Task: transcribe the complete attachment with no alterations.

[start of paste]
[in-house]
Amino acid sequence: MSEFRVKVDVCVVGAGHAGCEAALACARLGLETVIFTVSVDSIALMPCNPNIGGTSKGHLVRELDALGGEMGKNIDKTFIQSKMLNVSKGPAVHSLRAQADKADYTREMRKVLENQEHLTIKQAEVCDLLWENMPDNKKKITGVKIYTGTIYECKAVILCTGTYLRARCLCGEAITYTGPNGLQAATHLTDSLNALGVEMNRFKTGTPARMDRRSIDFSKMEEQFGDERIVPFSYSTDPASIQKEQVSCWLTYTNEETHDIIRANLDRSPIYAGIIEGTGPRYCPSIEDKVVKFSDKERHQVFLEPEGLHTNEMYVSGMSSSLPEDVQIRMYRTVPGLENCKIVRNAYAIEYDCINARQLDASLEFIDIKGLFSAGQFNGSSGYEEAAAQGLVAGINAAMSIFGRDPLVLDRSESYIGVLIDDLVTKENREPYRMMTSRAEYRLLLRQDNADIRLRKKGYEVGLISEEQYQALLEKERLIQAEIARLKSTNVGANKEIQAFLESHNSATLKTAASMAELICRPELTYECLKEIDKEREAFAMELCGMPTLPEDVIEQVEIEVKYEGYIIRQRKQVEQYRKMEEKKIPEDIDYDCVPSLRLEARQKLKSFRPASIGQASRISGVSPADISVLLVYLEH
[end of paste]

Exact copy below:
[in-house]
Amino acid sequence: MSEFRVKVDVCVVGAGHAGCEAALACARLGLETVIFTVSVDSIALMPCNPNIGGTSKGHLVRELDALGGEMGKNIDKTFIQSKMLNVSKGPAVHSLRAQADKADYTREMRKVLENQEHLTIKQAEVCDLLWENMPDNKKKITGVKIYTGTIYECKAVILCTGTYLRARCLCGEAITYTGPNGLQAATHLTDSLNALGVEMNRFKTGTPARMDRRSIDFSKMEEQFGDERIVPFSYSTDPASIQKEQVSCWLTYTNEETHDIIRANLDRSPIYAGIIEGTGPRYCPSIEDKVVKFSDKERHQVFLEPEGLHTNEMYVSGMSSSLPEDVQIRMYRTVPGLENCKIVRNAYAIEYDCINARQLDASLEFIDIKGLFSAGQFNGSSGYEEAAAQGLVAGINAAMSIFGRDPLVLDRSESYIGVLIDDLVTKENREPYRMMTSRAEYRLLLRQDNADIRLRKKGYEVGLISEEQYQALLEKERLIQAEIARLKSTNVGANKEIQAFLESHNSATLKTAASMAELICRPELTYECLKEIDKEREAFAMELCGMPTLPEDVIEQVEIEVKYEGYIIRQRKQVEQYRKMEEKKIPEDIDYDCVPSLRLEARQKLKSFRPASIGQASRISGVSPADISVLLVYLEH